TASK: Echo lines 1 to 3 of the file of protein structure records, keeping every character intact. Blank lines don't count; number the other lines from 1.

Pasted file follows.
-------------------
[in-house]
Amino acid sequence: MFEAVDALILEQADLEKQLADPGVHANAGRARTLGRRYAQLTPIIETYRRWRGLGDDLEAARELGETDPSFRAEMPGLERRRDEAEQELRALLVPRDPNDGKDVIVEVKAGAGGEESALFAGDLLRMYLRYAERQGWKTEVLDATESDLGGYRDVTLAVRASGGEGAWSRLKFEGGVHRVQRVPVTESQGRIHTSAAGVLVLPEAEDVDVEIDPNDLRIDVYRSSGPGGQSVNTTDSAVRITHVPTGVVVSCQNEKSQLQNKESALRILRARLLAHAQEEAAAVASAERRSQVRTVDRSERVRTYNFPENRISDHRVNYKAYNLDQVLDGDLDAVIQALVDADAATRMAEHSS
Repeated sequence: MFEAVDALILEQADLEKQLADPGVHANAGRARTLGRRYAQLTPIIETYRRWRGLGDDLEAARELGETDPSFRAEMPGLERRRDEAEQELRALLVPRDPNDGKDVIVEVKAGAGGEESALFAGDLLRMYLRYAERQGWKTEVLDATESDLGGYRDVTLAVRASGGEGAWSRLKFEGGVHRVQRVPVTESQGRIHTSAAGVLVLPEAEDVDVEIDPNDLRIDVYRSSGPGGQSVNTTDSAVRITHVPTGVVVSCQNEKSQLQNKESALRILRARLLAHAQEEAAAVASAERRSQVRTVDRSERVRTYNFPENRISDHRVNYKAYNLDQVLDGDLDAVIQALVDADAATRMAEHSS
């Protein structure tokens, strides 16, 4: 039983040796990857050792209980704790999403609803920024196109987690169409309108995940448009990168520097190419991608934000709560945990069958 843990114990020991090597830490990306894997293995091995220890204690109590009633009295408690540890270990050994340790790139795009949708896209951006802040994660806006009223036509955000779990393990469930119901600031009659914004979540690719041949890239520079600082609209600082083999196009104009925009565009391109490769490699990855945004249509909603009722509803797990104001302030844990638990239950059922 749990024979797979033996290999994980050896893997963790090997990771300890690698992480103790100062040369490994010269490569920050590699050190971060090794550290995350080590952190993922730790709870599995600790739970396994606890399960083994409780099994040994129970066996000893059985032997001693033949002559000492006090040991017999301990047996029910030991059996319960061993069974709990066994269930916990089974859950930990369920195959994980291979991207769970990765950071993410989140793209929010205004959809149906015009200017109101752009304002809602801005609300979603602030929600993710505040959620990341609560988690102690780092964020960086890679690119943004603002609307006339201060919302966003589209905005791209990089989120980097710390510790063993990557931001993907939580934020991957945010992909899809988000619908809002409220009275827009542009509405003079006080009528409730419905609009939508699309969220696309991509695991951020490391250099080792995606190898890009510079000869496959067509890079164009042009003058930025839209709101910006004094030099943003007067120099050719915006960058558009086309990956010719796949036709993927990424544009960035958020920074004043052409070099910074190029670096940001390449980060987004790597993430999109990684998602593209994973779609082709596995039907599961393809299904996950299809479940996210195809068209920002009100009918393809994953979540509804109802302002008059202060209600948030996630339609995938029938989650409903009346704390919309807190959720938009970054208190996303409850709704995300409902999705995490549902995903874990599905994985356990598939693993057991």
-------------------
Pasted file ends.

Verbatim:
[in-house]
Amino acid sequence: MFEAVDALILEQADLEKQLADPGVHANAGRARTLGRRYAQLTPIIETYRRWRGLGDDLEAARELGETDPSFRAEMPGLERRRDEAEQELRALLVPRDPNDGKDVIVEVKAGAGGEESALFAGDLLRMYLRYAERQGWKTEVLDATESDLGGYRDVTLAVRASGGEGAWSRLKFEGGVHRVQRVPVTESQGRIHTSAAGVLVLPEAEDVDVEIDPNDLRIDVYRSSGPGGQSVNTTDSAVRITHVPTGVVVSCQNEKSQLQNKESALRILRARLLAHAQEEAAAVASAERRSQVRTVDRSERVRTYNFPENRISDHRVNYKAYNLDQVLDGDLDAVIQALVDADAATRMAEHSS
Repeated sequence: MFEAVDALILEQADLEKQLADPGVHANAGRARTLGRRYAQLTPIIETYRRWRGLGDDLEAARELGETDPSFRAEMPGLERRRDEAEQELRALLVPRDPNDGKDVIVEVKAGAGGEESALFAGDLLRMYLRYAERQGWKTEVLDATESDLGGYRDVTLAVRASGGEGAWSRLKFEGGVHRVQRVPVTESQGRIHTSAAGVLVLPEAEDVDVEIDPNDLRIDVYRSSGPGGQSVNTTDSAVRITHVPTGVVVSCQNEKSQLQNKESALRILRARLLAHAQEEAAAVASAERRSQVRTVDRSERVRTYNFPENRISDHRVNYKAYNLDQVLDGDLDAVIQALVDADAATRMAEHSS